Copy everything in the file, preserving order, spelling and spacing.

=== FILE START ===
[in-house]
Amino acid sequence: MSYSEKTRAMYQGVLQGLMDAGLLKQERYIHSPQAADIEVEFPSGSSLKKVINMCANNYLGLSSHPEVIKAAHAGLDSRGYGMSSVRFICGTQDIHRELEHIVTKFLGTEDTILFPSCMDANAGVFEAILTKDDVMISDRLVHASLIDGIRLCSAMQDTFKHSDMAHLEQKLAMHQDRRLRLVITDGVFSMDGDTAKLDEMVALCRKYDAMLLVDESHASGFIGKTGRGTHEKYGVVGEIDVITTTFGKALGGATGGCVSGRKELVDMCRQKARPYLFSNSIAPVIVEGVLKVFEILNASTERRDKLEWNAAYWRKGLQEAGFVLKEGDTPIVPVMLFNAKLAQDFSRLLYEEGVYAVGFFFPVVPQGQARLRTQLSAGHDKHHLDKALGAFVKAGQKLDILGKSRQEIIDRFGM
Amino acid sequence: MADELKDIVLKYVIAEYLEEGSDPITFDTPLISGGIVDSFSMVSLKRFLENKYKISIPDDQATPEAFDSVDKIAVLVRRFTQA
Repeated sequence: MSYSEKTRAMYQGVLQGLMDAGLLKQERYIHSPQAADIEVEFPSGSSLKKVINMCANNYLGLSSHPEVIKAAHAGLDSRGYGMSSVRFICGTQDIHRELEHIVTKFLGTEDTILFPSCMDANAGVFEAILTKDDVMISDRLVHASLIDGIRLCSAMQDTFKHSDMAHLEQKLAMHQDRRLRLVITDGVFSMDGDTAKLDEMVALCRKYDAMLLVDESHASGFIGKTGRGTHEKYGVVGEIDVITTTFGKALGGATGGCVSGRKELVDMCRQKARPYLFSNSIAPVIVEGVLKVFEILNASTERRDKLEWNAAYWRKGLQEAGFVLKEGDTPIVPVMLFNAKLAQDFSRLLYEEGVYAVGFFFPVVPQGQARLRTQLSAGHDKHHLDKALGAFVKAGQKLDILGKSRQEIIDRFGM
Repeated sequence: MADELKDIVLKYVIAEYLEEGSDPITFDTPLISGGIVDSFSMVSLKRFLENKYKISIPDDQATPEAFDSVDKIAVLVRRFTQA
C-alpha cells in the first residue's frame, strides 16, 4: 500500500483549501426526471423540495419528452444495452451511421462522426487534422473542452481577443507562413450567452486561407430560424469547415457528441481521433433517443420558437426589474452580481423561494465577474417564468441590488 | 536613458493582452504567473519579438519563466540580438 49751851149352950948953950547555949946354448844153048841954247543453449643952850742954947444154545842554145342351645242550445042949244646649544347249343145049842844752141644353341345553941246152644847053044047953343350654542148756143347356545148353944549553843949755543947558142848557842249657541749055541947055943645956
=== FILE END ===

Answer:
[in-house]
Amino acid sequence: MSYSEKTRAMYQGVLQGLMDAGLLKQERYIHSPQAADIEVEFPSGSSLKKVINMCANNYLGLSSHPEVIKAAHAGLDSRGYGMSSVRFICGTQDIHRELEHIVTKFLGTEDTILFPSCMDANAGVFEAILTKDDVMISDRLVHASLIDGIRLCSAMQDTFKHSDMAHLEQKLAMHQDRRLRLVITDGVFSMDGDTAKLDEMVALCRKYDAMLLVDESHASGFIGKTGRGTHEKYGVVGEIDVITTTFGKALGGATGGCVSGRKELVDMCRQKARPYLFSNSIAPVIVEGVLKVFEILNASTERRDKLEWNAAYWRKGLQEAGFVLKEGDTPIVPVMLFNAKLAQDFSRLLYEEGVYAVGFFFPVVPQGQARLRTQLSAGHDKHHLDKALGAFVKAGQKLDILGKSRQEIIDRFGM
Amino acid sequence: MADELKDIVLKYVIAEYLEEGSDPITFDTPLISGGIVDSFSMVSLKRFLENKYKISIPDDQATPEAFDSVDKIAVLVRRFTQA
Repeated sequence: MSYSEKTRAMYQGVLQGLMDAGLLKQERYIHSPQAADIEVEFPSGSSLKKVINMCANNYLGLSSHPEVIKAAHAGLDSRGYGMSSVRFICGTQDIHRELEHIVTKFLGTEDTILFPSCMDANAGVFEAILTKDDVMISDRLVHASLIDGIRLCSAMQDTFKHSDMAHLEQKLAMHQDRRLRLVITDGVFSMDGDTAKLDEMVALCRKYDAMLLVDESHASGFIGKTGRGTHEKYGVVGEIDVITTTFGKALGGATGGCVSGRKELVDMCRQKARPYLFSNSIAPVIVEGVLKVFEILNASTERRDKLEWNAAYWRKGLQEAGFVLKEGDTPIVPVMLFNAKLAQDFSRLLYEEGVYAVGFFFPVVPQGQARLRTQLSAGHDKHHLDKALGAFVKAGQKLDILGKSRQEIIDRFGM
Repeated sequence: MADELKDIVLKYVIAEYLEEGSDPITFDTPLISGGIVDSFSMVSLKRFLENKYKISIPDDQATPEAFDSVDKIAVLVRRFTQA
C-alpha cells in the first residue's frame, strides 16, 4: 500500500483549501426526471423540495419528452444495452451511421462522426487534422473542452481577443507562413450567452486561407430560424469547415457528441481521433433517443420558437426589474452580481423561494465577474417564468441590488 | 536613458493582452504567473519579438519563466540580438 49751851149352950948953950547555949946354448844153048841954247543453449643952850742954947444154545842554145342351645242550445042949244646649544347249343145049842844752141644353341345553941246152644847053044047953343350654542148756143347356545148353944549553843949755543947558142848557842249657541749055541947055943645956